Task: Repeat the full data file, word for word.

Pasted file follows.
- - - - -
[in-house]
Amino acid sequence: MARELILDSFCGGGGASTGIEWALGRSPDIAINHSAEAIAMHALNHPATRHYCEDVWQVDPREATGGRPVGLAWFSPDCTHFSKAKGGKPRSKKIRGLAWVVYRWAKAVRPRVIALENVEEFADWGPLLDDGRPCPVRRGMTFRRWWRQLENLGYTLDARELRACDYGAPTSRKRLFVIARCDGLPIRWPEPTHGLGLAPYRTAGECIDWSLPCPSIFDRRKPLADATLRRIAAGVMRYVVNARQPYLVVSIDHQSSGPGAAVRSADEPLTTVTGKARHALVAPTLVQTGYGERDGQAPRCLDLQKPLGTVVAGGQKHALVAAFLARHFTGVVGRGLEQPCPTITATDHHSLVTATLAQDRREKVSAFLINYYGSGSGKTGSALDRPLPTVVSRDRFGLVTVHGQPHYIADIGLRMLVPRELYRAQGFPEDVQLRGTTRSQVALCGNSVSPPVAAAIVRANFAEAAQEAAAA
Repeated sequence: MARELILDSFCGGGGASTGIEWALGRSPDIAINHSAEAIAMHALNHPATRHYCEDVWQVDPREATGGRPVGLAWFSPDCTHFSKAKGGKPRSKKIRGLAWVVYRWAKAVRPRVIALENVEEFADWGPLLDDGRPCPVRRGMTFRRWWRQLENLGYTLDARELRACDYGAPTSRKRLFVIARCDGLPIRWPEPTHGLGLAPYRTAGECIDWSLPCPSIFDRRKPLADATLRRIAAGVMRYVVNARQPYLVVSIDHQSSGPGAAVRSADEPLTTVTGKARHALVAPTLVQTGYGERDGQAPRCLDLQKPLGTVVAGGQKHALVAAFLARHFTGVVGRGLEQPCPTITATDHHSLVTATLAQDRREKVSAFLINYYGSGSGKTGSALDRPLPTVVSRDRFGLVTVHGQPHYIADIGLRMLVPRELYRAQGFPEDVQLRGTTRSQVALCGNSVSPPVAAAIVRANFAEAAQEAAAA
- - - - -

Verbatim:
[in-house]
Amino acid sequence: MARELILDSFCGGGGASTGIEWALGRSPDIAINHSAEAIAMHALNHPATRHYCEDVWQVDPREATGGRPVGLAWFSPDCTHFSKAKGGKPRSKKIRGLAWVVYRWAKAVRPRVIALENVEEFADWGPLLDDGRPCPVRRGMTFRRWWRQLENLGYTLDARELRACDYGAPTSRKRLFVIARCDGLPIRWPEPTHGLGLAPYRTAGECIDWSLPCPSIFDRRKPLADATLRRIAAGVMRYVVNARQPYLVVSIDHQSSGPGAAVRSADEPLTTVTGKARHALVAPTLVQTGYGERDGQAPRCLDLQKPLGTVVAGGQKHALVAAFLARHFTGVVGRGLEQPCPTITATDHHSLVTATLAQDRREKVSAFLINYYGSGSGKTGSALDRPLPTVVSRDRFGLVTVHGQPHYIADIGLRMLVPRELYRAQGFPEDVQLRGTTRSQVALCGNSVSPPVAAAIVRANFAEAAQEAAAA
Repeated sequence: MARELILDSFCGGGGASTGIEWALGRSPDIAINHSAEAIAMHALNHPATRHYCEDVWQVDPREATGGRPVGLAWFSPDCTHFSKAKGGKPRSKKIRGLAWVVYRWAKAVRPRVIALENVEEFADWGPLLDDGRPCPVRRGMTFRRWWRQLENLGYTLDARELRACDYGAPTSRKRLFVIARCDGLPIRWPEPTHGLGLAPYRTAGECIDWSLPCPSIFDRRKPLADATLRRIAAGVMRYVVNARQPYLVVSIDHQSSGPGAAVRSADEPLTTVTGKARHALVAPTLVQTGYGERDGQAPRCLDLQKPLGTVVAGGQKHALVAAFLARHFTGVVGRGLEQPCPTITATDHHSLVTATLAQDRREKVSAFLINYYGSGSGKTGSALDRPLPTVVSRDRFGLVTVHGQPHYIADIGLRMLVPRELYRAQGFPEDVQLRGTTRSQVALCGNSVSPPVAAAIVRANFAEAAQEAAAA